Private: Prolonged Exposure Therapy

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Prolonged Exposure (PE) therapy is, along with EMDR, the other most-researched treatment for postraumatic stress disorder, and very established in the academic mainstream. (Of course, this does not guarantee it is the best approach for a particular person; this is also true for EMDR, and true of any treatment when it comes to unique individuals rather than groups of research participants.)

The theory behind how PE works is the Emotional Processing Model of Edna Foa and Michael Kozak. These authors have presented this model in several influential papers, particularly these:

  • Foa, E.B., & Kozak, M.J. (1986). Emotional processing of fear: Exposure to corrective information. Psychological Bulletin, 99, 20–35.
  • Foa, E.B., & Kozak, M.J. (1998). Clinical applications of bioinformational theory: Understanding anxiety and its treatment. Behavior Therapy, 29, 675– 690.

While these are long and fairly technical papers, some people may find reading them to be useful. Their theory can be summarized briefly as follows:

  • People with anxiety disorders, including postraumatic stress disorder (PTSD), suffer from pathological “fear structures” in their “memory networks.”
  • Fear structures are networks of information that provide a program to detect and escape threats. These structures contain information about the stimuli associated with the feared situation (e.g., threatening faces, sexual images) and responses to it (i.e., bodily responses of fearfulness, escape behaviors), as well as information about the relationship between these responses.
  • Pathological fear structures include extreme response elements (e.g., pounding heart, shaking body), unrealistic expectations about the likelihood of harm (i.e, convinced one will be harmed in very safe situations with one or two aspects reminiscent of the original abuse), and resistance to change even in the face of contradictory information (e.g., repeated experiences of people getting angry without becoming violent).
  • The fear structure in PTSD is large and can “pull in” all kinds of stimuli that remind the person of the original trauma. It is continually but incompletely activated, such that people with PTSD from child abuse repeatedly get “triggered” by reminders of their trauma but, because they immediately engage in escape and avoidance behaviors, don’t get the experience that the reminders themselves are not actually dangerous.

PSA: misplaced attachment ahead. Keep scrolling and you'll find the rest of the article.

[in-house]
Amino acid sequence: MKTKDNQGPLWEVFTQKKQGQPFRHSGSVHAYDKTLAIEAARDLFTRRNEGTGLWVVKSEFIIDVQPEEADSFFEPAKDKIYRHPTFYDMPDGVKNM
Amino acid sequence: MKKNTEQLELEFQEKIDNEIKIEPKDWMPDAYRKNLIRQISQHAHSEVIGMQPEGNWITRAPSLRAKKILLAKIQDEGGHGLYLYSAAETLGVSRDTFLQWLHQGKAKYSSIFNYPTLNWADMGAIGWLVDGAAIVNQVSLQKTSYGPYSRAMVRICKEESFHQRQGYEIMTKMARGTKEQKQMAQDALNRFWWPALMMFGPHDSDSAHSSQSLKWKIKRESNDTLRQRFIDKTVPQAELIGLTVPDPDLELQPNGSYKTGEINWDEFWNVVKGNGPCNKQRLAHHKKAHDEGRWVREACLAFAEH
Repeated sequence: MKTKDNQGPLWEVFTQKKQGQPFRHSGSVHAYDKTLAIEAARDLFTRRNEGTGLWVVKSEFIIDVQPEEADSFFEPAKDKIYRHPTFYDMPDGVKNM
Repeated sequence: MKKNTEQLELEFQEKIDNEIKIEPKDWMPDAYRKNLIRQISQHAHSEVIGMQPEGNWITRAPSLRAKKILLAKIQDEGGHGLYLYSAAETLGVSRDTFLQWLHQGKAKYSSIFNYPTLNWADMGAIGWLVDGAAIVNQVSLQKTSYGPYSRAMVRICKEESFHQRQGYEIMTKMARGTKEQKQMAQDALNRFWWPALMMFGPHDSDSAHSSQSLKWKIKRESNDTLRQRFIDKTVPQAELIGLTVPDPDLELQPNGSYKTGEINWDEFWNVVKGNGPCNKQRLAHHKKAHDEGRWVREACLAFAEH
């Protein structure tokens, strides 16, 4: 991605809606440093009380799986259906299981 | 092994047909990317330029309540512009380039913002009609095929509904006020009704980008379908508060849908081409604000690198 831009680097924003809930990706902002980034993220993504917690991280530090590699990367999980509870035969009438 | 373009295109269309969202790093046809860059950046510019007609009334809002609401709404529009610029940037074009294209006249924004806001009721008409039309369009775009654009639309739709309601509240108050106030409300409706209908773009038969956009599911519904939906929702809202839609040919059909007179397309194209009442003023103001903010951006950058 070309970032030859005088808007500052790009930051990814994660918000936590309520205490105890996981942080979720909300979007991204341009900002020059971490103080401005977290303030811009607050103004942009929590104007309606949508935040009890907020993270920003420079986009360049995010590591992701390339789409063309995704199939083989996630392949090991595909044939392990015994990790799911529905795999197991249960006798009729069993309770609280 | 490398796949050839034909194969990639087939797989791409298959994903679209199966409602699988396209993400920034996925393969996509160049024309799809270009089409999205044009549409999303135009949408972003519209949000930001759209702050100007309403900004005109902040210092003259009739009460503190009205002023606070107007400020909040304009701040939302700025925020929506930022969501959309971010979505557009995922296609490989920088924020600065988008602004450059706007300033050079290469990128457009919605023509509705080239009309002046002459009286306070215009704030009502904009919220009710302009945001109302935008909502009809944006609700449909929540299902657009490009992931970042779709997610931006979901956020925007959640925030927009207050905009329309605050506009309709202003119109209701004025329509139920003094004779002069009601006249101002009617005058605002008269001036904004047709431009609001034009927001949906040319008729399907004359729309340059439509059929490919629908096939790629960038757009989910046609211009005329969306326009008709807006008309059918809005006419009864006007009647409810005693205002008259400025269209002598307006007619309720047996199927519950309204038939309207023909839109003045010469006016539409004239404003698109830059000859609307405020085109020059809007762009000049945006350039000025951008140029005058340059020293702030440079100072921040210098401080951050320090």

• The goal of treatment is to modify the pathological fear structure. This is accomplished by helping clients experience the stimulus aspects of the original trauma(s) in a safe setting, and experience them fully, so that they can truly learn that reminders of the trauma (aside from actually dangerous situations) are not dangerous and need not result in massive fear, avoidance and escape responses. In this way, it is possible to incorporate “corrective information” into the fear structure (e.g., I am safe even when remembering. Just because something reminds me doesn’t mean it’s happening again).
  • For treatment to be effective, it must fully activate the fear structure, and it must provide corrective information that truly does not fit with the pathological structure and thus can effectively modify it.

Based on this description of the model and how it views effective treatment, it makes sense why traditional exposure therapies like Prolonged Exposure, in constrast to EMDR, insist that clients narrate their traumatic memories in detail, in sequence. This is seen as the only way to ensure that the fear structure is fully activated: if clients are allowed to “jump around” or to associate to other memories (as in EMDR), the thinking goes, then they might avoid key aspects of the memory and fear structure. And if they do not activate it fully, they will not be able to truly incorporate corrective information and transform the fear structure so it is no longer pathological.

In short, traditional exposure therapies like PE insist that clients narrate the trauma out loud, in detail, from start to finish, so the therapist can be sure that the client is fully activating the fear structure, fully engaging with the emotions, and really getting the full benefit of the treatment. Similarly, clients are required to listen to an audiotape of their narration of the trauma in between sessions – again, to ensure full activation and incorporation of corrective information as hearing the tape over and over again generates less and less fear and avoidance responses. However, it should be noted that many therapists modify traditional exposure therapy by beginning with less traumatic memories, by not requiring the “homework” of listening to oneself narrate the trauma on audio tape, and in other ways that reduce its stressfulness.

Importantly, we have focused on EMDR and PE, two highly-researched treatments for transforming traumatic memories, but there are certainly others that people with histories or unwanted or abusive experiences in childhood have found helpful. One common component is exposure to distressing aspects of the memory in a safe and structured setting.

Again, the most important point: There are effective and relatively rapid methods for dealing with intensely distressing memories. People do not have to be tortured by them for years.

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